In the Footsteps of Anne Boleyn

In the Footsteps of Anne Boleyn

This book by Natalie Gueninger and Sarah Morris gives a wonderful historical

account of the places where Anne Boleyn visited during her life-time. Wonderful chateaux

in France, stately tudor mansions and beautiful lost palaces and majestic castles which hark back

to an earlier time in history.

I found this book informative and would also be useful as a guide if visiting some of the places

mentioned. There is Hever Castle, childhood home of Anne Boleyn, where her father is buried

at the chapel of St Peter with the full regalia in brass of the Order of the Garter.

There is also the history of the Tower of London, which at one time was also a palace for royalty

and Anne Boleyn was accommodated here before her coronation.

Wonderful snippets of history are included in the book which also portrays a time of romance and

elegance from another era. Anne Boleyn was created Marquess of Pembroke at Windsor Castle and Blenheim Palace is built across the valley from the Lost Palace of Woodstock.  There is a little village of Woodstock in Oxfordshire.

It is interesting to note also that Anne Boleyn may have been inspired by the interior decorations of the renaissance which she would have become accustomed to during her time in France. These renaissance themes may also have influenced her decisions when Henry and Anne were decorating Whitehall Palace and other places.

It is also sad to think that so many old palaces and castles from tudor times have been lost because of fire, civil unrest or from not being maintained in a proper manner over the years. However, there are still many emblems of tudor life to be seen and many old medieval tudor themed villages in England with the timber framed houses to view.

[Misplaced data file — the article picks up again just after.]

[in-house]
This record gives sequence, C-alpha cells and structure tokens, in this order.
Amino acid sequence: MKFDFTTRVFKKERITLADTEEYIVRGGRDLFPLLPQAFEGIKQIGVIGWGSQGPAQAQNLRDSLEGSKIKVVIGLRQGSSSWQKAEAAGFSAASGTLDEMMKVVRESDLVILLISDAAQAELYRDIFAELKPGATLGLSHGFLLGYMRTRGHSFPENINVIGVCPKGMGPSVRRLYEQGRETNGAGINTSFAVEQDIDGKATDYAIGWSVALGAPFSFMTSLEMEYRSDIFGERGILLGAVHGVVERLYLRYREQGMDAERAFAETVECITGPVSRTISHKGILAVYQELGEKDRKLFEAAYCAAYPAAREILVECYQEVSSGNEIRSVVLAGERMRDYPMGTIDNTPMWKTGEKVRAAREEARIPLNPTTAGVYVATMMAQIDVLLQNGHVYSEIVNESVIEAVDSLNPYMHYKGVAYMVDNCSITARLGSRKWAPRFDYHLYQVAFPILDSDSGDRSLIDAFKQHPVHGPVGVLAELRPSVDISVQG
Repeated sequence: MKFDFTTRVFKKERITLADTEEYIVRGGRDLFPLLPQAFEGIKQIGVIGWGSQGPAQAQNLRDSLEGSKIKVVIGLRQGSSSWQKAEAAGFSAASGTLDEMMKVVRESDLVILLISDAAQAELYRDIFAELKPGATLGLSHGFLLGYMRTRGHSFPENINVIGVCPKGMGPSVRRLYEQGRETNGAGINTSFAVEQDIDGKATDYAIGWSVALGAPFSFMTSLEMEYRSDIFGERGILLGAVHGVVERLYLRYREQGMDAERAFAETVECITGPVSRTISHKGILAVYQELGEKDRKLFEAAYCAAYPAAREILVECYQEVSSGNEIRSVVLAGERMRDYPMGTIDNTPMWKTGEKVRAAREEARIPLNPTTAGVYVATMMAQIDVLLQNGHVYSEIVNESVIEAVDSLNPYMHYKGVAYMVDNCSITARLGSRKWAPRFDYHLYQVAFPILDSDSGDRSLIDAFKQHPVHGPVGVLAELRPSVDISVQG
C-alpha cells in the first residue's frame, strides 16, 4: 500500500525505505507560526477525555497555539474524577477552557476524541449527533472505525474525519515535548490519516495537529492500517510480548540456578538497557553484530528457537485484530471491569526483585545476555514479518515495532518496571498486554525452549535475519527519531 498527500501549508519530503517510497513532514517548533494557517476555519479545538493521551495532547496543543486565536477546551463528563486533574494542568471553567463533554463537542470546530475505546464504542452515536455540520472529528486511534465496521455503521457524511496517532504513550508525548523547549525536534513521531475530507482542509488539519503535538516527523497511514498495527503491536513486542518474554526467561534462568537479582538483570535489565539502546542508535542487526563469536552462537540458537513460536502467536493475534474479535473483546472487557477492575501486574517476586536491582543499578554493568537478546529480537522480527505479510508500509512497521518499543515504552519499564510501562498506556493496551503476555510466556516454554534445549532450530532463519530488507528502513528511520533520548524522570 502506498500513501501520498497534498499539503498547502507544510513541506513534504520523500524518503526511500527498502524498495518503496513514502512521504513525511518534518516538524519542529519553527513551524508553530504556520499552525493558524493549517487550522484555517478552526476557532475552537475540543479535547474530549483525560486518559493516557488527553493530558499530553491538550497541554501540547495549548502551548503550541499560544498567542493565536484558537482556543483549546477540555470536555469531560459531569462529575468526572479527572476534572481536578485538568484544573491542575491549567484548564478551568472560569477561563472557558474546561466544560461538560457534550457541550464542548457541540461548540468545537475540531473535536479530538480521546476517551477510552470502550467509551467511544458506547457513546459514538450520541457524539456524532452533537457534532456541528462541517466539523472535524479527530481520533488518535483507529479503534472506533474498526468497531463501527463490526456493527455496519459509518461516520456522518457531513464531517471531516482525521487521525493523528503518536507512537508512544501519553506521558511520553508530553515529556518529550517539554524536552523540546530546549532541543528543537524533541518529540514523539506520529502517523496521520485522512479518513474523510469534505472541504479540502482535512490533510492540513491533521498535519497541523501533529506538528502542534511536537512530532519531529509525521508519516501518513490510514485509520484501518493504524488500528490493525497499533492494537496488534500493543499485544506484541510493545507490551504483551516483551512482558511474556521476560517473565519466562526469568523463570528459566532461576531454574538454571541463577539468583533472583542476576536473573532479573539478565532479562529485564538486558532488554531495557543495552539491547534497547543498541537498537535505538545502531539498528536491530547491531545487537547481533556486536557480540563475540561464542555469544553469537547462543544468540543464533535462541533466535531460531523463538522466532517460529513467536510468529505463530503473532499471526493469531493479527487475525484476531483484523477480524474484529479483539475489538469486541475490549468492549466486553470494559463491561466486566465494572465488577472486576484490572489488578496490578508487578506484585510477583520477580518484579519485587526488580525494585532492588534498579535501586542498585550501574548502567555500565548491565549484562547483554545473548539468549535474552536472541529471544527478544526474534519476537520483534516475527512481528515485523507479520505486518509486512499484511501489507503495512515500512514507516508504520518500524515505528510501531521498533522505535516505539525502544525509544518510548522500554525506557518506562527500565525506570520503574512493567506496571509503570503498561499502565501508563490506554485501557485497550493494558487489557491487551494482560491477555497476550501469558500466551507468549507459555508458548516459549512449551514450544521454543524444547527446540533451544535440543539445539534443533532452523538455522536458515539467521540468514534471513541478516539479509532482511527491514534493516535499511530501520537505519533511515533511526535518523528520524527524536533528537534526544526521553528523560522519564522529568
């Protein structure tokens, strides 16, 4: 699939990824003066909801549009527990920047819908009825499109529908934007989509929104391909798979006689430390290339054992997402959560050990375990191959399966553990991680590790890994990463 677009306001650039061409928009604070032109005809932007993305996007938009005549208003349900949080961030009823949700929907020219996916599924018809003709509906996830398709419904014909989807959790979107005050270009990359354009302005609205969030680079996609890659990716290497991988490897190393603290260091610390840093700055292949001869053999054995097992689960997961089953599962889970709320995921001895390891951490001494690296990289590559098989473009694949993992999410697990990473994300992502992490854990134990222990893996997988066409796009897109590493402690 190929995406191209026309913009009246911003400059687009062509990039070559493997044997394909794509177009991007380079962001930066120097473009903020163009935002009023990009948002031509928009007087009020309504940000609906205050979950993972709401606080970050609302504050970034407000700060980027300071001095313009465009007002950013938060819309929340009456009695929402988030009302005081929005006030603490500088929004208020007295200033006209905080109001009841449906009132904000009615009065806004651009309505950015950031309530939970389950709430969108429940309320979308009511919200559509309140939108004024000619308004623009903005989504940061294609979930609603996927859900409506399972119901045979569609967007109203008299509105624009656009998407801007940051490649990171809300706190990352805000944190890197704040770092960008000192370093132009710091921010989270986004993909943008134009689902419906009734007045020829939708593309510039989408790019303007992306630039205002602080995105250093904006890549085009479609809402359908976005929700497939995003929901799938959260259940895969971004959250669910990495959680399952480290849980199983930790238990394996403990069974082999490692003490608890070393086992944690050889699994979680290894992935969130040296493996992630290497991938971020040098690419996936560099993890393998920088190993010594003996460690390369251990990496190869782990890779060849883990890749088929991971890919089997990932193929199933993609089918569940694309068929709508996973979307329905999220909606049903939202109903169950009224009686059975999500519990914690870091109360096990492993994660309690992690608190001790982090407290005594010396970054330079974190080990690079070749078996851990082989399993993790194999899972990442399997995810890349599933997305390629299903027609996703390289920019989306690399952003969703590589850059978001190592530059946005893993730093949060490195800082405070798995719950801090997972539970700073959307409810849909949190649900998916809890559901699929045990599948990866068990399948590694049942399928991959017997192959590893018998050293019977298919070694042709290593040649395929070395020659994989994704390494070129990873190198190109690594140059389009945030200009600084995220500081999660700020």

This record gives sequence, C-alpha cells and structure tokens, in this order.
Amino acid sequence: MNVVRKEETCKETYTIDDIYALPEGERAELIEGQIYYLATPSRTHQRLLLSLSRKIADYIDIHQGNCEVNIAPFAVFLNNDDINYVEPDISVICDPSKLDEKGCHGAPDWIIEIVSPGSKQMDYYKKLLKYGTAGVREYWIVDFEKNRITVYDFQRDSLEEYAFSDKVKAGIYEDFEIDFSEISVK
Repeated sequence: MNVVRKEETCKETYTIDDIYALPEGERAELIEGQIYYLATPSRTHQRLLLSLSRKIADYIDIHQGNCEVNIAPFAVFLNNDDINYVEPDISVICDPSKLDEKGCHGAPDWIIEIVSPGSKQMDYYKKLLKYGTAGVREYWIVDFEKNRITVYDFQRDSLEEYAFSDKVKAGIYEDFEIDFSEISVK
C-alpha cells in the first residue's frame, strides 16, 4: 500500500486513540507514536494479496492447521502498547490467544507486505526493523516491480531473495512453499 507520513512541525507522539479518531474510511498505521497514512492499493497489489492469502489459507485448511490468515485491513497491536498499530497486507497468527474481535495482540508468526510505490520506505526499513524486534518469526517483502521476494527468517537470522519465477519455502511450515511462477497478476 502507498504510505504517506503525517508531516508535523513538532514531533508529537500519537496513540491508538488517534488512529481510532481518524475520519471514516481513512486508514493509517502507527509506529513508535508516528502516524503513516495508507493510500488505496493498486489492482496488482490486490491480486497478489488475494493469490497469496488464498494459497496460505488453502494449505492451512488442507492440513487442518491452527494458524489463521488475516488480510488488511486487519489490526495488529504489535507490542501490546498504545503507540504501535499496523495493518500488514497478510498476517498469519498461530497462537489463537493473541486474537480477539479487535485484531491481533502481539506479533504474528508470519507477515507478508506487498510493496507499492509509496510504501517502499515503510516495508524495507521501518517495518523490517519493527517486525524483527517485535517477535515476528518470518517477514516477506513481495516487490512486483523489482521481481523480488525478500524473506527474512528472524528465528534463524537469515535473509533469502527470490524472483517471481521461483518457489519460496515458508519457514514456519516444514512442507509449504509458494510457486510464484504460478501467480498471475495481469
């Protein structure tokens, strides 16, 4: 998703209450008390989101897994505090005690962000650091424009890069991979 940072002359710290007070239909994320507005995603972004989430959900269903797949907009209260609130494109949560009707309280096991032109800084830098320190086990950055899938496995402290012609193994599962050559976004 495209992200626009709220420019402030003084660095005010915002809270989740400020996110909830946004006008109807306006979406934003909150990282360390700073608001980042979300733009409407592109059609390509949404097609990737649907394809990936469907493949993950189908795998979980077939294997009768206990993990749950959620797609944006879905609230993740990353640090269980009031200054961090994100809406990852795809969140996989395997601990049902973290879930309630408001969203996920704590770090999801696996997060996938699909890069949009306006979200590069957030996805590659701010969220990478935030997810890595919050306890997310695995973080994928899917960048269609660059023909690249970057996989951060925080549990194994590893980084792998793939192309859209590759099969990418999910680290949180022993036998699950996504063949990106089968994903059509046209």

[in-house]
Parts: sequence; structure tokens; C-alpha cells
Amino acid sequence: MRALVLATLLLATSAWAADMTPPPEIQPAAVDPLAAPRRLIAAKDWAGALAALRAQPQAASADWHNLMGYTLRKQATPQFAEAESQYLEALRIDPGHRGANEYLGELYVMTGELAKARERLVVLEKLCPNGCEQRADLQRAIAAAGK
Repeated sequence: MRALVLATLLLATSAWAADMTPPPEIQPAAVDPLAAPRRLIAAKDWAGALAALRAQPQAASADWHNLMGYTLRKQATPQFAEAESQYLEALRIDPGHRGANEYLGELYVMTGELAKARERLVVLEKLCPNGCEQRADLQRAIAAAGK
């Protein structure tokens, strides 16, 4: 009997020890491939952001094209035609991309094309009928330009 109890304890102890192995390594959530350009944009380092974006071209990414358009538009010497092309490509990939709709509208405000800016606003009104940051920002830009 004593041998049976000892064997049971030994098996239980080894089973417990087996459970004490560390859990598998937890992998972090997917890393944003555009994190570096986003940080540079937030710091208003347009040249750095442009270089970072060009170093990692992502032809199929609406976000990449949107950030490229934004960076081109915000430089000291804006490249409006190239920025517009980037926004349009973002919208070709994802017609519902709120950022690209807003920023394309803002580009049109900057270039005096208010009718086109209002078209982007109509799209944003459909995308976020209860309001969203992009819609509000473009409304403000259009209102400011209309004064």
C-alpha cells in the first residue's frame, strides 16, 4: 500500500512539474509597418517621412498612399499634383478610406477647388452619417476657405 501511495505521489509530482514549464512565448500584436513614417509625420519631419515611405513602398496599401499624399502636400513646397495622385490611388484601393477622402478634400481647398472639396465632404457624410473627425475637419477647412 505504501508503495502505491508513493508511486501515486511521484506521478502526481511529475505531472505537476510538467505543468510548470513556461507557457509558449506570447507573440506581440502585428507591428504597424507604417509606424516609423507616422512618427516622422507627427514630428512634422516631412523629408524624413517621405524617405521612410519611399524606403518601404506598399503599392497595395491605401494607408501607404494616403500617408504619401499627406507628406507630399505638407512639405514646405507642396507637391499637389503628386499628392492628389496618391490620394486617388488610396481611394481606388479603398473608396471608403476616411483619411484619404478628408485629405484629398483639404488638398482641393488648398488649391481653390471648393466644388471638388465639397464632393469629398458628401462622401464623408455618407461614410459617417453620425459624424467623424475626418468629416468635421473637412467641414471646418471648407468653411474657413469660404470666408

Many of the grounds of the castles are described vividly with orchards, gardens, tiltyards fish ponds and it is easy to imagine the beautiful scenery of a bygone era when the king, queen and court would go on their progress around the countryside visiting many of the stately manors and castles.    This book is highly recommended and gives the reader a fascinating insight into the layout of the castles, grounds and gardens and the way of life lived in many of the rooms of the lost palaces and castles.  It also gives wonderful insights into the romance of King Henry VIII and Anne Boleyn. e.g. The palace of Havering-Att-Bower which was a palace given to Anne Boleyn on her marriage to

Henry VIII, which was set upon a hill overlooking the Thames Valley with beautiful park land. This was an old Saxon castle and popular with kings and was known as  the Palace of the Queens from the days of Queen Eleanor’s dower.

Abbeys are also included in this book, though unfortunately many of these were lost with the dissolution of the abbeys and monasteries during the reformation years.  Notley Abbey was restored by Vivien Leigh and Sir Lawrence Olivier in the 1940’s.

This book is certainly evocative of earlier times of enchantment and romance with the lovely descriptions of scenery and locations brimming with fascinating history. A book which is lively and interesting and a wonderful companion to take on a journey throughout some of the byways and paths travelled by Anne Boleyn and Henry in England.


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